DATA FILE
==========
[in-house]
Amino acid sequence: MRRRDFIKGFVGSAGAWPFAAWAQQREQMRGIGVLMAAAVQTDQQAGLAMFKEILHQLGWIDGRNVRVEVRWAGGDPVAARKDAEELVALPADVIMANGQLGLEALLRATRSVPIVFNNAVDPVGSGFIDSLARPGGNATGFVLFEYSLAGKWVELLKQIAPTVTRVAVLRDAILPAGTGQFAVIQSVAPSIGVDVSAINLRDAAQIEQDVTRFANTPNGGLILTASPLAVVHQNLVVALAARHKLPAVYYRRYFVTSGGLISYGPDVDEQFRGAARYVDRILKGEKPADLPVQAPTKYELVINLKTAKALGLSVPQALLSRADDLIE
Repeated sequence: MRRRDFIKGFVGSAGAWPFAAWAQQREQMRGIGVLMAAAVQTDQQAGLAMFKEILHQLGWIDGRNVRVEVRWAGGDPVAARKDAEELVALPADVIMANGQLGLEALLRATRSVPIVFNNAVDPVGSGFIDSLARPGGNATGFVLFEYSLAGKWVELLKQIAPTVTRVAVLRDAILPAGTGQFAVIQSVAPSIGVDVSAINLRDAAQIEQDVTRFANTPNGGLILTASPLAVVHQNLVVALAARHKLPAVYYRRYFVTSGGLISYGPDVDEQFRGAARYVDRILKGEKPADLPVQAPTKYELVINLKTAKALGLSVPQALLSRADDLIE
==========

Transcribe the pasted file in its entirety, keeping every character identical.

[in-house]
Amino acid sequence: MRRRDFIKGFVGSAGAWPFAAWAQQREQMRGIGVLMAAAVQTDQQAGLAMFKEILHQLGWIDGRNVRVEVRWAGGDPVAARKDAEELVALPADVIMANGQLGLEALLRATRSVPIVFNNAVDPVGSGFIDSLARPGGNATGFVLFEYSLAGKWVELLKQIAPTVTRVAVLRDAILPAGTGQFAVIQSVAPSIGVDVSAINLRDAAQIEQDVTRFANTPNGGLILTASPLAVVHQNLVVALAARHKLPAVYYRRYFVTSGGLISYGPDVDEQFRGAARYVDRILKGEKPADLPVQAPTKYELVINLKTAKALGLSVPQALLSRADDLIE
Repeated sequence: MRRRDFIKGFVGSAGAWPFAAWAQQREQMRGIGVLMAAAVQTDQQAGLAMFKEILHQLGWIDGRNVRVEVRWAGGDPVAARKDAEELVALPADVIMANGQLGLEALLRATRSVPIVFNNAVDPVGSGFIDSLARPGGNATGFVLFEYSLAGKWVELLKQIAPTVTRVAVLRDAILPAGTGQFAVIQSVAPSIGVDVSAINLRDAAQIEQDVTRFANTPNGGLILTASPLAVVHQNLVVALAARHKLPAVYYRRYFVTSGGLISYGPDVDEQFRGAARYVDRILKGEKPADLPVQAPTKYELVINLKTAKALGLSVPQALLSRADDLIE